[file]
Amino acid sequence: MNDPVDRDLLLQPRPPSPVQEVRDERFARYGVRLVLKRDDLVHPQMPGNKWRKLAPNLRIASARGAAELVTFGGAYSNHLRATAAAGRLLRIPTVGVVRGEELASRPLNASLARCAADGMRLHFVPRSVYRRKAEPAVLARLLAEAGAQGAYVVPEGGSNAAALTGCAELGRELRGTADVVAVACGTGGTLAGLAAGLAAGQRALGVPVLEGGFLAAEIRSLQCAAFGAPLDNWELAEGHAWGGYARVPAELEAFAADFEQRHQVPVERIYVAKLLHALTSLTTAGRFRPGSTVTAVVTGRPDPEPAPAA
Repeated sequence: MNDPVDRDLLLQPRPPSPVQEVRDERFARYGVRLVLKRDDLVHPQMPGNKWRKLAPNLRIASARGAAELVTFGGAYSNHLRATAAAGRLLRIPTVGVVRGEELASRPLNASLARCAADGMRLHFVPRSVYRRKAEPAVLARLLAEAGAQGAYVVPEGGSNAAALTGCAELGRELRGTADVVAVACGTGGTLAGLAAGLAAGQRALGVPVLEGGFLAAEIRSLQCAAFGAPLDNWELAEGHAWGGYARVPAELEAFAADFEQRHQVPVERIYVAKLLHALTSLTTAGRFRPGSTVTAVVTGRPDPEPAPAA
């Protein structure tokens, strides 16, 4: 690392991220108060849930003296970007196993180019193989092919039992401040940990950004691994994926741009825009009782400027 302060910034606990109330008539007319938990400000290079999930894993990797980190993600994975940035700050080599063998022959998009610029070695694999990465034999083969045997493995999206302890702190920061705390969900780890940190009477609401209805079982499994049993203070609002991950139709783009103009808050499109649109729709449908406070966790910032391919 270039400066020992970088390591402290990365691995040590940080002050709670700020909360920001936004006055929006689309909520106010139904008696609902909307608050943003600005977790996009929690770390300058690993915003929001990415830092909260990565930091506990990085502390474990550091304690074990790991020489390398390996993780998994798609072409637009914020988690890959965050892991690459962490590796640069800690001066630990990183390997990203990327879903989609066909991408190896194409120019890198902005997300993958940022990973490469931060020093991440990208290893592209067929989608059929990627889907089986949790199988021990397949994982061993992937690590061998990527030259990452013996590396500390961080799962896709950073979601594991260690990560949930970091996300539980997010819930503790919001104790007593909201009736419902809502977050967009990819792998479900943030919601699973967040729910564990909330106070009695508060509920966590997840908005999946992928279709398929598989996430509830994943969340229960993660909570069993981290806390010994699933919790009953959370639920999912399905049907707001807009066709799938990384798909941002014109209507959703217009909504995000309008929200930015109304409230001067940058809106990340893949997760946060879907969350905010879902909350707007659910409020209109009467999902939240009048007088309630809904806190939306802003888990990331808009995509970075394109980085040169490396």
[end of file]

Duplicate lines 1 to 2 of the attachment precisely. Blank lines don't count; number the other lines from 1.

Amino acid sequence: MNDPVDRDLLLQPRPPSPVQEVRDERFARYGVRLVLKRDDLVHPQMPGNKWRKLAPNLRIASARGAAELVTFGGAYSNHLRATAAAGRLLRIPTVGVVRGEELASRPLNASLARCAADGMRLHFVPRSVYRRKAEPAVLARLLAEAGAQGAYVVPEGGSNAAALTGCAELGRELRGTADVVAVACGTGGTLAGLAAGLAAGQRALGVPVLEGGFLAAEIRSLQCAAFGAPLDNWELAEGHAWGGYARVPAELEAFAADFEQRHQVPVERIYVAKLLHALTSLTTAGRFRPGSTVTAVVTGRPDPEPAPAA
Repeated sequence: MNDPVDRDLLLQPRPPSPVQEVRDERFARYGVRLVLKRDDLVHPQMPGNKWRKLAPNLRIASARGAAELVTFGGAYSNHLRATAAAGRLLRIPTVGVVRGEELASRPLNASLARCAADGMRLHFVPRSVYRRKAEPAVLARLLAEAGAQGAYVVPEGGSNAAALTGCAELGRELRGTADVVAVACGTGGTLAGLAAGLAAGQRALGVPVLEGGFLAAEIRSLQCAAFGAPLDNWELAEGHAWGGYARVPAELEAFAADFEQRHQVPVERIYVAKLLHALTSLTTAGRFRPGSTVTAVVTGRPDPEPAPAA